Here's a first...a blog post about a blog post. Or to be exact the reaction to it.
When I started this blog last year the purpose of it was to get Elton's music out there. For too long the 'other side' of his career...showbiz, drugs, drink, relationships, shopping, flowers and so the list goes on...seemed to take precedent over the music. For me it starts and ends with what happens on disc and on stage. All those other extra curricular affairs bore me to tears. Too many indeed. Anything that gets Elton's music output to the forefront of peoples consciousness has to be encouraged. As time has gone on the reaction I've got to the blog has been incredible. So thanks to everyone who has popped in for a gawk. One of the mandates here is that a consensus is not required when viewing. Agreement or disagreement is both expected and tolerated. .
I've been reading worldwide online reviews of Elton since the late 90's when they became easier to access. There's been some right pelters flung in his direction during that time, not just one either. Some of the late 90's one's were particularly savage. A backlash to the whole Diana spectacle no doubt. In fact, I myself challenged a well known reviewer as to the validity of his comment. BP Fallon, one time associate member of the Plastic Ono Band, published a quite scathing review in the Sunday Independent of Elton and Billy at Croke Park in 1998. So with keyboard in hand, I became a warrior. The difference being with today's equivalent of said sage of the internet, I put my name to it. The paper published my letter the following week challenging his misinterpretations and ultimately convincing those who were led astray. At least that's what I hoped it did. I'm no stranger over the years to standing up for Elton when unfair commentary has been broadcast. I may tell the story another time of some of my various radio appearances over the years doing just that.
However since the turn of this decade there's been a generally overwhelming, dare I say, total agreement among reviewers about Elton's live prowess. I'm always cautious when there's a common policy of opinion formers, the police department of thought can manifest itself in various forms. The initial reviews of The Diving Board were all copy and paste jobs from Rolling Stone until freedom of expression broke up that group think convention. As late as this month when you saw the reviews of the Kate Bush residency in London they all seem to quote and emit a reportage along the same tried and trusted lines. You kind of wonder do they huddle together after the show and compare notes.
This review appeared earlier in the week for the opening night of the current leg of the tour in Vancouver. Anyone who knows my work on Facebook will be au fait with the fact that I post up the latest concert reviews as soon as they appear. This one, whilst being earthy in it's delivery, still got the message across. Elton and the band put on a damn good show. From beginning to end. And it was the end that got Elton all hot and bothered...so to speak.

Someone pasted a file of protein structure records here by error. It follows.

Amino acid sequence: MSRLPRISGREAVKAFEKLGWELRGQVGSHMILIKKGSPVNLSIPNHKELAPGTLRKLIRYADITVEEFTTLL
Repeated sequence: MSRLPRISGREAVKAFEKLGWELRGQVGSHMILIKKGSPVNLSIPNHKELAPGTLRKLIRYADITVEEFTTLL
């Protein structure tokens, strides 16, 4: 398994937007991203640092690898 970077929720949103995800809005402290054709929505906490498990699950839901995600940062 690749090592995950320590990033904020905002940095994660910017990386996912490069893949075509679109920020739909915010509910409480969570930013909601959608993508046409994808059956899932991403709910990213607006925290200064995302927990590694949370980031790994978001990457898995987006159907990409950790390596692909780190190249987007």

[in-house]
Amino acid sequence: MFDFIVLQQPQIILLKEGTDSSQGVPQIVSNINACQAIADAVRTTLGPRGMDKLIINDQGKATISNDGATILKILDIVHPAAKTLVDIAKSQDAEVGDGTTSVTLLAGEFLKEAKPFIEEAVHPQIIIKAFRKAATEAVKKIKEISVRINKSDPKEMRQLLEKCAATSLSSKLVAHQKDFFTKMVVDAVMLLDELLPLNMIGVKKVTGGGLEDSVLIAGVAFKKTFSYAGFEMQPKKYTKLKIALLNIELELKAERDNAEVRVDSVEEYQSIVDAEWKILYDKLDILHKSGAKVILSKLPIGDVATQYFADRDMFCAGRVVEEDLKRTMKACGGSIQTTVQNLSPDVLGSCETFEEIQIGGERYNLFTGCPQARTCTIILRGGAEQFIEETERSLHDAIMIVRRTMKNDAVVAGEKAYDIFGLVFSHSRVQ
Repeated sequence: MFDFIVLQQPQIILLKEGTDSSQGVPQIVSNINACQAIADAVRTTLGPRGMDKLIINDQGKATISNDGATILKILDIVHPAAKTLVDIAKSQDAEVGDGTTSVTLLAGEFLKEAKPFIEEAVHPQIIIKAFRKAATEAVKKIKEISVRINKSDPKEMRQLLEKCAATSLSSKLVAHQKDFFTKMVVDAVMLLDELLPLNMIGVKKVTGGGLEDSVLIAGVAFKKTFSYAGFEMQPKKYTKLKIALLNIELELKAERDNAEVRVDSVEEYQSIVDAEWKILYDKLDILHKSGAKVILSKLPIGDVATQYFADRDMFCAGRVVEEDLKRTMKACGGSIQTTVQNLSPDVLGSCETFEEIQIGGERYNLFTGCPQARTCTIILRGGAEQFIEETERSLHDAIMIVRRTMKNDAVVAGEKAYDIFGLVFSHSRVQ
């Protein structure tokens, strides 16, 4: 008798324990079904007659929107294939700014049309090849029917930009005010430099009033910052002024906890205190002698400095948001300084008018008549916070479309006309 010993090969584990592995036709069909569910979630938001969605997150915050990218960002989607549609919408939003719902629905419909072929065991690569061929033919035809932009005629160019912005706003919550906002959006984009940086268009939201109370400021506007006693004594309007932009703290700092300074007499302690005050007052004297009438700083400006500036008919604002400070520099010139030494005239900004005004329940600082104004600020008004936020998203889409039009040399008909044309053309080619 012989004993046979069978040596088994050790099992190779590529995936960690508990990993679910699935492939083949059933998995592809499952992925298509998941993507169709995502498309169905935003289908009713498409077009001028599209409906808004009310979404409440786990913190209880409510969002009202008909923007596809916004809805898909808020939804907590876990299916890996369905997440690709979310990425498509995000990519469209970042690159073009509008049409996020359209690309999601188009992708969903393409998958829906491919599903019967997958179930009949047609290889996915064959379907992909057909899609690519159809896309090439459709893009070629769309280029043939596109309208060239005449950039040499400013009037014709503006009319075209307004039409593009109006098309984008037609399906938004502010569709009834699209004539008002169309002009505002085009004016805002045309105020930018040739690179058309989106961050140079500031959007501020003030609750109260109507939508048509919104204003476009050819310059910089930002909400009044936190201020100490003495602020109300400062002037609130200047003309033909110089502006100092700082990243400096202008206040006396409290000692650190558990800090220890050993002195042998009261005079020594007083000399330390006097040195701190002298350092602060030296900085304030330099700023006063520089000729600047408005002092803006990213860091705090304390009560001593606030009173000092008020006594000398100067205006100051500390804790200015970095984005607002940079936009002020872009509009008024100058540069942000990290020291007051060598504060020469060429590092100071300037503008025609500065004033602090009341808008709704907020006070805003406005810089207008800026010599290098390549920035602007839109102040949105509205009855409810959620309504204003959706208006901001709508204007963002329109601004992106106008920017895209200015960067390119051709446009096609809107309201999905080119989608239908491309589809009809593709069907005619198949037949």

We've all got our setlist fetishes, some more bizarre than others. However once we cross the Rubicon of the auditorium all that is left where it belongs. Hanging on some message board to be discussed later. Showtime starts and off we go. Once we come out we can then dissect the bones. I suspect the reviewer, Newt, didn't know the setlist beforehand. Which is a good thing I suppose. But he does know his Elton onions. His pointed remarks in regards the ending of the show with Circle Of Life/Can You Feel the Love Tonight medley was interesting. If you read Elton's comments on night 2 in Vancouver he pointed out why he does both those songs. It's his show and all that. But we pay to go in so I think we can pass fair comment too. It's kind of a score draw in the end, isn't it. I'll let people read what Elton said in relation to the review and make their own minds up.
So it's interesting when a setlist is decided, there's a personal aspect to it and a general desire to please everyone. What do I think though? Circle Of Life with the band in it's MDP version as an ending is epic beyond words. It's thunderous overture leaves a sharp echo in the ear long after you've gone home. However when it's tacked onto Can You Feel The Love Tonight for a solo affair, especially after the rock out segment, it appears on paper to ease off the adrenaline rush a bit too quickly. In June 2013 when I saw him he finished with Circle Of Life solo and it put a calm swathe over everyone. The power of the song is spellbinding and has plenty of muscle to stand on it's own. Can You Feel The Love Tonight isn't one of my favourites though, so it's never going to send me home in a buzz as much as Circle Of Life would do. But that's just me. Am I wrong? Well, no. I think I'm right. Because if I thought I was wrong I'd be disagreeing with myself.
I love reading any review of an Elton show. Especially those I'm not at. I want honesty and sincerity. I'll make up my own my then as to what to believe or not. I'll never close off the super highway of information that comes my way. It's funny, you read some forums who welcome news, views, etc. but only along the lines of a predetermined policy. A demonstration of autocracy rather than democracy being demonstrably practiced.
Sometimes though it pays never to be too harsh. Newt I suspect, whilst sticking to his guns, will have those two highlighted sentences as an epitaph casting a long shadow over him long after what he wrote before has been forgotten. You just never know who's reading...do we?!